Interactions between blood-borne Streptococcus pneumoniae and the blood-brain barrier preceding meningitis.
PLoS One. 2013;8(7):e68408
Authors: Iovino F, Orihuela CJ, Moorlag HE, Molema G, Bijlsma JJ
Streptococcus pneumoniae (the pneumococcus) is a Gram-positive bacterium and the predominant cause of bacterial meningitis. Meningitis is thought to occur as the result of pneumococci crossing the blood-brain barrier to invade the Central Nervous System (CNS); yet little is known about the steps preceding immediate disease development. To study the interactions between pneumococci and the vascular endothelium of the blood-brain barrier prior to meningitis we used an established bacteremia-derived meningitis model in combination with immunofluorescent imaging. Brain tissue of mice infected with S. pneumoniae strain TIGR4, a clinical meningitis isolate, was investigated for the location of the bacteria in relation to the brain vasculature in various compartments. We observed that S. pneumoniae adhered preferentially to the subarachnoid vessels, and subsequently, over time, reached the more internal cerebral areas including the cerebral cortex, septum, and choroid plexus. Interestingly, pneumococci were not detected in the choroid plexus till 8 hours-post infection. In contrast to the lungs, little to no leukocyte recruitment to the brain was observed over time, though Iba-1 and GFAP staining showed that microglia and astrocytes were activated as soon as 1 hour post-infection. Our results imply that i) the local immune system of the brain is activated immediately upon entry of bacteria into the bloodstream and that ii) adhesion to the blood brain barrier is spatiotemporally controlled at different sites throughout the brain. These results provide new information on these two important steps towards the development of pneumococcal meningitis.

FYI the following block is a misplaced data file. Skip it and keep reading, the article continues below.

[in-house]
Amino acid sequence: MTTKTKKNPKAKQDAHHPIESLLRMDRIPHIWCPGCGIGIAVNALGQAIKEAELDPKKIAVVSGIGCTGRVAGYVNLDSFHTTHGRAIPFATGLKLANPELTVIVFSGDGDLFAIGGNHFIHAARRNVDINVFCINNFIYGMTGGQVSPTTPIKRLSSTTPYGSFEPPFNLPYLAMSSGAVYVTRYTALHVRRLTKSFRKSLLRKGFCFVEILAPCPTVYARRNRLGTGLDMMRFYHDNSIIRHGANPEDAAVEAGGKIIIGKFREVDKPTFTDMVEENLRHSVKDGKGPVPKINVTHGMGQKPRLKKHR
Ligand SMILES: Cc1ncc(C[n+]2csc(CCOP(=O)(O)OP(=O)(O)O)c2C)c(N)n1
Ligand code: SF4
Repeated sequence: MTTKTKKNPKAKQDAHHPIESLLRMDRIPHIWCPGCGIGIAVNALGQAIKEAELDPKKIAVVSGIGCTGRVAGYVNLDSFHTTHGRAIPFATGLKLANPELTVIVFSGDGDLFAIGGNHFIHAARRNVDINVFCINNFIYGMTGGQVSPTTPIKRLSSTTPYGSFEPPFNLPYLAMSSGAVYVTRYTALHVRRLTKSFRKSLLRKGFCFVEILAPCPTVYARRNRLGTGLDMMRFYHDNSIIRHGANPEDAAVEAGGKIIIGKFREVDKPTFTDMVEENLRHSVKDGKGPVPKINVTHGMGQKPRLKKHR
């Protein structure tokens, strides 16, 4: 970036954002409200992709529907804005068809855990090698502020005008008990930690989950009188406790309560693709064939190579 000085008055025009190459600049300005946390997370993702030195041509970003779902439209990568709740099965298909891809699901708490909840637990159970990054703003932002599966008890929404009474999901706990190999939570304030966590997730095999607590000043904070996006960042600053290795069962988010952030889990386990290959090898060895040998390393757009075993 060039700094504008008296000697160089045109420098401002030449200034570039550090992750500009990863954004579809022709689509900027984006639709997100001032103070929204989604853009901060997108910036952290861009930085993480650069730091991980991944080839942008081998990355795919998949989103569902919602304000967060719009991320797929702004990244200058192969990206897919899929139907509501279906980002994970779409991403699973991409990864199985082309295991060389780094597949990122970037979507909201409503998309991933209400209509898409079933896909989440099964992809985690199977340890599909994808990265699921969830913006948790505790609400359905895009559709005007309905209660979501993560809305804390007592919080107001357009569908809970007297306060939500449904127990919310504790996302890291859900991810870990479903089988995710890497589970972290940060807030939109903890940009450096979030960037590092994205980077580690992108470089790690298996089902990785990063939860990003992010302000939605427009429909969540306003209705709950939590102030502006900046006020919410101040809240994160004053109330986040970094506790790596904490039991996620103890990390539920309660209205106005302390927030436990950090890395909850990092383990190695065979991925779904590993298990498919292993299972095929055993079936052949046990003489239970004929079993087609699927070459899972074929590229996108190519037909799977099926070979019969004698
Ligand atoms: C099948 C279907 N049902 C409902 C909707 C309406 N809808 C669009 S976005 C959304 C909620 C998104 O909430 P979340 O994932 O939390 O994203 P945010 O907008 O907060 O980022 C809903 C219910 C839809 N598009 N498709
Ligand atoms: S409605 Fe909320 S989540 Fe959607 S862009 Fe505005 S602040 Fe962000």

PMID: 23874613 [PubMed – indexed for MEDLINE]